Father - Accused Of Worcester Acid Attack - Denies Handing Bottle To Co-Accused
8 February 2019, 15:16
A father accused of plotting an acid attack on his three-year-old son has denied in court handing a small bottle to his co-accused in a pub car park just hours before the incident.
The 40-year-old is on trial accused of conspiring with five other men and a woman to throw sulphuric acid on the boy in a shop attack, between June 1 and July 22, with intent to do harm.
The youngster, who cannot be identified for legal reasons, suffered serious burns to his face and arm at the Home Bargains store in Worcester on July 21 last year, during a parental custody dispute.
A trial jury at Worcester Crown Court has already been shown dramatic CCTV of the moment of the attack, and heard how the injured child screamed "I hurt" after being struck.
The Crown have alleged the father planned the attack in a bid to show his estranged wife was an "unfit" mother, after she walked out on him with the children in 2016.
The father is facing the same charge as co-accused Adam Cech, 27, of Farnham Road, Birmingham, Jan Dudi, 25, of Cranbrook Road, Birmingham and Norbert Pulko, 22, of Sutherland Road, London.
Martina Badiova, 22, of Newcombe Road, Handsworth, Birmingham, Saied Hussini, 42, of Wrottesley Road, London, and Jabar Paktia, 42, of Newhampton Road, Wolverhampton, are also on trial.
All deny any wrongdoing.
Giving evidence in his defence for the second day, the father told jurors he paid a total of £1,180, in two instalments, to Paktia for "private investigators" to "follow" his wife.
He denied having anything to do with harming his son.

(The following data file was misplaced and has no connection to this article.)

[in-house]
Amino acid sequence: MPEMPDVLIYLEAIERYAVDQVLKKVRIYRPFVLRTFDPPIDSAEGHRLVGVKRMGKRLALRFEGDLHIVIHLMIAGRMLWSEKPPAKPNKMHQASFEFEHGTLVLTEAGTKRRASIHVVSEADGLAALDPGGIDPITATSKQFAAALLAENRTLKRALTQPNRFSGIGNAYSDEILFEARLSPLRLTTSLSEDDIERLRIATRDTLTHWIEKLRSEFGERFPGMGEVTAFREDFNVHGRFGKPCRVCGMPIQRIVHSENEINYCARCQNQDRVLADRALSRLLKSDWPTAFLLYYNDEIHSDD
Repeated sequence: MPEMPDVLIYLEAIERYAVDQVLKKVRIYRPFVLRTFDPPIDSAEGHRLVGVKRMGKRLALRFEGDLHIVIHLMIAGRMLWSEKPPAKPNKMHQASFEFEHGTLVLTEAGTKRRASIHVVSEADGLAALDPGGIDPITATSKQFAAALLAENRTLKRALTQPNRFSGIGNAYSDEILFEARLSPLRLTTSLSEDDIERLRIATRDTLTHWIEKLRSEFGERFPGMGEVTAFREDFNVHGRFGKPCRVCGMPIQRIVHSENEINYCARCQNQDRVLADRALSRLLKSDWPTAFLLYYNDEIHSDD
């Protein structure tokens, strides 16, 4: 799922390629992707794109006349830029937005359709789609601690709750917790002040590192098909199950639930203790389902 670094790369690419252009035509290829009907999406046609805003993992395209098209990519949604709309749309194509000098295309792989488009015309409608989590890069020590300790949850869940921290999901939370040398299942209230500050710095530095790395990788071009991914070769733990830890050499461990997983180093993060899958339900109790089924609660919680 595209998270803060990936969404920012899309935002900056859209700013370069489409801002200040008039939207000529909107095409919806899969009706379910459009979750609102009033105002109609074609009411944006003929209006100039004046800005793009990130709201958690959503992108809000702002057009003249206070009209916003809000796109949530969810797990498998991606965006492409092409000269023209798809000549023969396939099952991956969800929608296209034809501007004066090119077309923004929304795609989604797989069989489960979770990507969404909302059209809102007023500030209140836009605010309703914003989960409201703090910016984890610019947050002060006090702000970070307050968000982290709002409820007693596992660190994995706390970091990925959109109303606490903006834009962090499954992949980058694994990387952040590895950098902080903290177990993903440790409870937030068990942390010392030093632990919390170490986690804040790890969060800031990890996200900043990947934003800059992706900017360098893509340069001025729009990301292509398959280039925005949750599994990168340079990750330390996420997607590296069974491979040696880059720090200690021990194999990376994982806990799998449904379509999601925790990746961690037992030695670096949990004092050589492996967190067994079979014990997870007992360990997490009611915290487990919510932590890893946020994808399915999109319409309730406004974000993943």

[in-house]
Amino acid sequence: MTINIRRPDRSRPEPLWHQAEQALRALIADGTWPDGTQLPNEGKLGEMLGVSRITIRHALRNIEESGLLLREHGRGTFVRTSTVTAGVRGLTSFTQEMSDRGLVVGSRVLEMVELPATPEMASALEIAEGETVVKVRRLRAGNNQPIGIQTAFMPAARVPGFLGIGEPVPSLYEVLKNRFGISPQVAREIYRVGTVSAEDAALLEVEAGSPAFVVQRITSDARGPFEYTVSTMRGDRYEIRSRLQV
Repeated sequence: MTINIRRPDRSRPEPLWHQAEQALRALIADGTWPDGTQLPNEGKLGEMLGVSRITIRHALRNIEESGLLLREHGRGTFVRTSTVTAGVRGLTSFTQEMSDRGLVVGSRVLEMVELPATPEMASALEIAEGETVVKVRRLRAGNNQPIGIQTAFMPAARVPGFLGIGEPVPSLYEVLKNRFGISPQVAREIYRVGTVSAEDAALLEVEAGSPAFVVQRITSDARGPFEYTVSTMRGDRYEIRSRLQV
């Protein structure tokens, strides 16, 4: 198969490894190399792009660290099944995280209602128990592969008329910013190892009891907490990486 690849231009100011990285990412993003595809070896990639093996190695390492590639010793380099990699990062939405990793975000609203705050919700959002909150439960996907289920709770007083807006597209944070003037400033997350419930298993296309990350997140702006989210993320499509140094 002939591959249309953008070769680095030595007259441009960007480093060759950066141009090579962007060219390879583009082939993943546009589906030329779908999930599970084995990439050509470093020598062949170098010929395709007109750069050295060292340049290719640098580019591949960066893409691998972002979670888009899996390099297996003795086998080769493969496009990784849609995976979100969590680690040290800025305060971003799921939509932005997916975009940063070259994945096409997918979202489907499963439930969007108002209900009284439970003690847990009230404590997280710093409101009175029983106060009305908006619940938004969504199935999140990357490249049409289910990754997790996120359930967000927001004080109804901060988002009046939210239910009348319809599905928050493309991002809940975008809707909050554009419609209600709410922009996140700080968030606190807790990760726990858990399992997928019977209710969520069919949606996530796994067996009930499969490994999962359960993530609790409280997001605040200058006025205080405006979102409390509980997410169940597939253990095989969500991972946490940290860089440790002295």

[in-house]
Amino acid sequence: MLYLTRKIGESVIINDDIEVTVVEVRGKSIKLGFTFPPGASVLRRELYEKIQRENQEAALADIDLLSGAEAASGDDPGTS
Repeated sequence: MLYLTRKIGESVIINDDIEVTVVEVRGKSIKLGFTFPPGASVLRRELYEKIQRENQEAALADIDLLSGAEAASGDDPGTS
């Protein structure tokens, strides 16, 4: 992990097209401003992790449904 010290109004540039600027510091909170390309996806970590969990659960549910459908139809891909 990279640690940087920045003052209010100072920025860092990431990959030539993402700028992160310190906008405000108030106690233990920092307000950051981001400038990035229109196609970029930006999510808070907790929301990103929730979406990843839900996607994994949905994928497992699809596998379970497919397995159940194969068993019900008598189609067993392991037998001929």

The man was asked by a co-accused's barrister in court: "Did you give Norbert Pulko, the man you met, a small white plastic bottle?"
The father replied: "No, never."
Turning to events leading up to the attack, the father said he had spoken on the phone to Hussini - who he met through ex-work colleague Paktia - about having his wife followed, in a conversation on July 12.
He told the jury: "He (Hussini) said 'your wife was not looking normal, I think she was using some kind of drugs - do you want me to follow her?'"
The victim's father agreed Hussini and his "private investigators" - allegedly including Pulko - could "start their work", the court heard.
Speaking through a Dari interpreter, the father, originally from Afghanistan, also claimed he had never met or spoken to Pulko.
When asked why phone records showed that five days before the attack, two calls had been made between his and Pulko's phone, he claimed Paktia had made them.
He said: "He was calling somebody and said that person would not answer, so asked if he could use my phone."
The father was then asked why his car had been sighted travelling "in convoy" with Pulko's Vauxhall Astra on the day of what the prosecution claimed was an "aborted" first attempted acid attack at Worcester.
He alleged it was Paktia driving his car that day.
Asked why, he replied: "He said to me that Saied Hussini was in Worcester so he was going to pick him up."
He accepted meeting Hussini and Paktia in Wolverhampton later that day where he paid them £680 cash, including £180 extra because they had to work until 7.30pm on that day.
The father said he also handed over another £500 to Paktia for what he described in court as "private investigation", after meeting up in Birmingham, hours after the Home Bargains attack had taken place.
"I gave the money to Jabar (Paktia) and he said he was going to give it to the private investigators."
He was also asked about a meeting in the car park of the Blackpole Inn, in Worcester, on July 21 - the day of the shop attack.
The father said: "I had an arrangement with Paktia that the next day we would meet with a lady who works for social services and Saied Hussini.
"The lady (was) Martina Badiova."
He added that he had taken family documents and £600 cash to pay "social services" worker Badiova, but when he parked up at the pub, neither she nor Hussini were there.
"A man who was white-skinned, he came close to my car," he said.
"He told me to give him the money."
But instead the father "drove away" because he "did not know him".
Later, Cech's barrister Andrew Copeland asked if the father had "seen that person since", to which he replied "no".
The defence barrister then asked: "If I suggest to you it was Norbert Pulko, your co-defendant, what do you say to that?"
Through the interpreter, the father replied: "I don't remember."